Hello, I am Stephen Axelrad the chair of the Military and Veteran Evaluation (MVE) Topical Interest Group. One of the reasons why I wanted to start this TIG was to help evaluators navigate the complex web of stakeholders in the military community. Many evaluators have little to no experience in the military and its formal structure. However, the military has a long history of valuing systematic evidence to inform decisions about policies and programs. Many uniformed leaders turn to civilian sources to understand innovative, evidence-based methods for addressing national security issues as well as social and organizational problems that affect the military (suicide, sexual harassment, sexual assault, financial literacy, domestic violence, opioid abuse).
Civilian evaluators are not expected to know everything about the military to make effective connections. Evaluators just need to apply the same culturally responsive methods they apply to other sub-cultures to military stakeholders. Here are some tips that can set culturally responsive evaluators up for success.
- The military is not monolithic: the popular press often refers to the military as the “Pentagon” and makes it seem like there is only one military perspective; the actual reality is far from the truth; the military community is composed of communities that vary based on Service branch (Army, Navy, Air Force, Marines, Coast Guard), Component (Active-duty, Reserve, National Guard), rank (commissioned officer, enlisted officer, enlisted), career field and other factors.
- Not all members of the uniformed military are soldiers: another common mistake in the popular press is to refer to uniformed military members as soldiers but that only applies to the Army; the other terms for military are – sailors (Navy), airmen (Air Force), marines (Marine Corps), guardmen (National Guard, Coast Guard); these terms are central to their identities so getting the term right will help you build rapport with the uniformed military
- Military installations are like mini-cities: the installation commander is like the mayor and there are usually one or two commands that act like the major employer; installations attract workforces with specific skill sets and interests that give each installation a unique culture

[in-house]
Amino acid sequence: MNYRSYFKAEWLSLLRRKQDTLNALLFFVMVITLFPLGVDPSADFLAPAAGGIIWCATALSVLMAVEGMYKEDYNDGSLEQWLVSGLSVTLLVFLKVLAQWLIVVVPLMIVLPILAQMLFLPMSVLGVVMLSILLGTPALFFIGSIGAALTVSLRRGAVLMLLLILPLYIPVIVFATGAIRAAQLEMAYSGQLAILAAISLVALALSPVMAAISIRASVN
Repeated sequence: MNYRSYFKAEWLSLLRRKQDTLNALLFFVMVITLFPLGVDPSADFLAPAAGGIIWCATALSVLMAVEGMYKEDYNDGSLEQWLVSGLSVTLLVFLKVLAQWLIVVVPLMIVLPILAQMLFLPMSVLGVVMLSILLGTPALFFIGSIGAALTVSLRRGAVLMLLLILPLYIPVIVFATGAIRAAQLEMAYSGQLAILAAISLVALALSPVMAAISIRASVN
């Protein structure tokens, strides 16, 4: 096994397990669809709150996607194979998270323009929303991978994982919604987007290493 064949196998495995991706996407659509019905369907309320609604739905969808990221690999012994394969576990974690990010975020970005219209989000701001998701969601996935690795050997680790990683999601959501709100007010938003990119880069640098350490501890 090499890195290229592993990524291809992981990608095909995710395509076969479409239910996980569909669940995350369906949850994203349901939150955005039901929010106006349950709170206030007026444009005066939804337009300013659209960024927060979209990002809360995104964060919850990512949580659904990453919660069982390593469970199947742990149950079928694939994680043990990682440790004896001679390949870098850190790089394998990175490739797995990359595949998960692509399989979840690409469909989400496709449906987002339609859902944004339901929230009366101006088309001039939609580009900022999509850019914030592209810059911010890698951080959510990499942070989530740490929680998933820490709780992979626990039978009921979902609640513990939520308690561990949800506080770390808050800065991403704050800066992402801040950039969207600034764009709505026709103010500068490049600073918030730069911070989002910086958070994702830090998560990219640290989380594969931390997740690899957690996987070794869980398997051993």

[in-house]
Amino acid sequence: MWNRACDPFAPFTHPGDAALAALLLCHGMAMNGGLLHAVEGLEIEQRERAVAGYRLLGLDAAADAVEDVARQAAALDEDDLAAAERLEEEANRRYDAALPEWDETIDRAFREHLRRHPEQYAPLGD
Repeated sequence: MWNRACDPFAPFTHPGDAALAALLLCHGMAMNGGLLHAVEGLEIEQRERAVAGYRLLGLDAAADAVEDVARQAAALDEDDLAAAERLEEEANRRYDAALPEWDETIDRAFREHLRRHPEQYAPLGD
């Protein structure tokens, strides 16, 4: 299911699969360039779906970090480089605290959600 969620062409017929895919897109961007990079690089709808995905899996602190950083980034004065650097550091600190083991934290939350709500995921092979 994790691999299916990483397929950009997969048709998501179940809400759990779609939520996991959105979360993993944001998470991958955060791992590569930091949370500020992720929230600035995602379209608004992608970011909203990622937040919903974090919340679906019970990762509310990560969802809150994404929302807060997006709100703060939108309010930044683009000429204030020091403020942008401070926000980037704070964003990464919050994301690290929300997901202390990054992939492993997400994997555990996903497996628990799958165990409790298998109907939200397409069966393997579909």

- Leaders are change agents: one of the few consistent qualities across the military system is the value placed on leadership; leadership is frequently defined through rank and other formal authority; however, the military sees leaders at all ranks and leverages peer leaders to create positive social change
The following web sites were developed to help civilian professionals understand military structure
- Global Security.org’s Comparative Command Echelon (e.g., ranks, command units)
- Uniformed Sciences University of Health Science’s Center for Deployment Psychology
- Substance Abuse and Mental Health Services Administration
Lesson Learned: Best opportunity for evaluators to help with data-driven, decision making is to come within the first 90 days of a senior military leader’s taking on control of the command. During this period, leaders are in a learning mode, want data relevant to the command, and want to understand ways of improving their commands.
The American Evaluation Association is celebrating MVE TIG Week with our colleagues in the Military and Veteran’s Issues Topical Interest Group. The contributions all this week to aea365 come from our MVE TIG members. Do you have questions, concerns, kudos, or content to extend this aea365 contribution? Please add them in the comments section for this post on the aea365 webpage so that we may enrich our community of practice. Would you like to submit an aea365 Tip? Please send a note of interest to email@example.com. aea365 is sponsored by the American Evaluation Association and provides a Tip-a-Day by and for evaluators.